At the same time, mobilisation and set-up of the integration will be key. When identifying the right deal, you consider the key objectives of an acquisition. Now that the first part of your strategy (realising an acquisition) has materialised, how can you ensure that the foreseen benefits are realised? You will soon receive the “keys” to your new asset. And just like the day when a house-owner gets the keys to a new home, you should already know what to do with the asset. The same is true for acquiring a business. What is the strategic and financial rationale for the deal? To what degree will the two organisations be integrated? What are the key milestones to be achieved in the first 12 months? How will it be structured and resourced? What are the major risks, and is effective mitigation in place? An integration blueprint is often set up in the early weeks of an integration process to build alignment between both sides and to set out a roadmap for the integration.
Preparing for Day 1
However, before you receive the keys, when the transfer of legal and financial ownership will take place, all legal and statutory requirements must be met, financial controls must be in place and the two companies must be able to continue day-to-day operations successfully and without interruption. In fact, most integrations require the completion of 200 to 350 separate tasks before this day, from changing bank accounts and aligning stationery with the corporate identity to customer contract novations and having a communication plan in place. Which actions are crucial before handing over the keys? Are there any interdependencies with other deliverables? Assigning ownership and tracking progress of all these tasks is coordinated by the integration team.
A longer-term effort
A successful Day 1 will set the tone for the rest of the integration program, providing momentum and positive direction. However, the integration of two companies is usually not completed on Day 1. This is a longer-term effort, enabling the key objectives of the acquisition to be achieved. As integration contains the largest risk of destroying value in a deal, it is crucial to have the right resources in place. You will need a clear integration strategy to deliver the promised returns of the deal. This is the topic of the next article in this series and the final stage of the M&A cycle.
The M&A cycle in a nutshell
Below we have embedded a picture of the M&A lifecycle and a short description of each phase. In the coming months we will publish a series of articles on each step of the M&A lifecycle, sharing stories and thoughts about each of these phases of the M&A lifecycle to offer you insight in the entire process and help you benefit from the promised returns of a deal. In the lifecycle we will emphasise the integration of your steps and actions, and what might happen if you deal with every step in isolation.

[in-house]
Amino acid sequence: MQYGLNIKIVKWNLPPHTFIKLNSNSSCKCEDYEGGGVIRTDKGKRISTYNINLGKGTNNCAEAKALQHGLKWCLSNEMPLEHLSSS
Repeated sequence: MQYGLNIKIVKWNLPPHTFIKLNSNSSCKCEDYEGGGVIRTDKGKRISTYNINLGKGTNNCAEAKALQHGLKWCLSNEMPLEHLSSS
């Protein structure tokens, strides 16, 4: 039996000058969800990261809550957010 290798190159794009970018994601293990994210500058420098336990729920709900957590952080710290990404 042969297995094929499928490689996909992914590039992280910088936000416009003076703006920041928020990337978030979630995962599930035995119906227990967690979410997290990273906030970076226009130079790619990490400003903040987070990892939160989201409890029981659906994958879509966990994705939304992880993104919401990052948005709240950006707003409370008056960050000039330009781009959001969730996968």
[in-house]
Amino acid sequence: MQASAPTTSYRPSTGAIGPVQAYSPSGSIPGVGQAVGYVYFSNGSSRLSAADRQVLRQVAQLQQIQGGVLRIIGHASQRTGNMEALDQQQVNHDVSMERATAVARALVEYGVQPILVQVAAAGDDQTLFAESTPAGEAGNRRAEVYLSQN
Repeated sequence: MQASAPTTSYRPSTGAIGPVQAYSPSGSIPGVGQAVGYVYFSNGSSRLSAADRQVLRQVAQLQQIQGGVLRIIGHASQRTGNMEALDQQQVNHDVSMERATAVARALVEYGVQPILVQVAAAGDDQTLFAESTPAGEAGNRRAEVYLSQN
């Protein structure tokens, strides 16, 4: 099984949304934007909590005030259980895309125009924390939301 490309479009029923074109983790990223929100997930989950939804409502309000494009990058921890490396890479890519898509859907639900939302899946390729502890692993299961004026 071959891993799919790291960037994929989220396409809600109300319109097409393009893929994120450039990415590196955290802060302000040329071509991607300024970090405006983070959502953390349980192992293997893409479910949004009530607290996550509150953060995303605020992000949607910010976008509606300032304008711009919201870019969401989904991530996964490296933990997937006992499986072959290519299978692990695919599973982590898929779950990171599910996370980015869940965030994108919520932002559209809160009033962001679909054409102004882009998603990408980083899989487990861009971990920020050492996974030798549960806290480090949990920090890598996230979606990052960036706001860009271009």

Identify the Right Deal. Either through active selection of companies or business units, or by reacting to offers in the market (one-on-one or by auction). This phase involves setting corporate strategy, identifying growth areas or selling non-core activities.
Pricing and offer. Initial pricing of a company and assessing how easy or difficult integration or separation is going to be, as well as which legal and tax structure will be most suitable (and its impact on pricing).
Perform due diligence. What do we buy? It is crucial to assess the real value of the company, the presence of ‘skeletons in the closet’, financial aspects such as balance and cash flow as well as non-financial analyses (e.g. company culture, integrity, operational synergy benefits, and operational analysis of real estate).
Execution. After the due diligence phase, a Sales and Purchase Agreement is drafted, the relevant authorities are informed and consulted, and the ‘closing’ procedures are executed.
Deliver the Promised Returns. After the transaction has been completed, the expected results must be achieved – how to realise synergies and to prevent that in a future strategic re-assessment the new business will be considered as a non-core activity and be resold (without any added value). And the final step: Post-Merger Integration.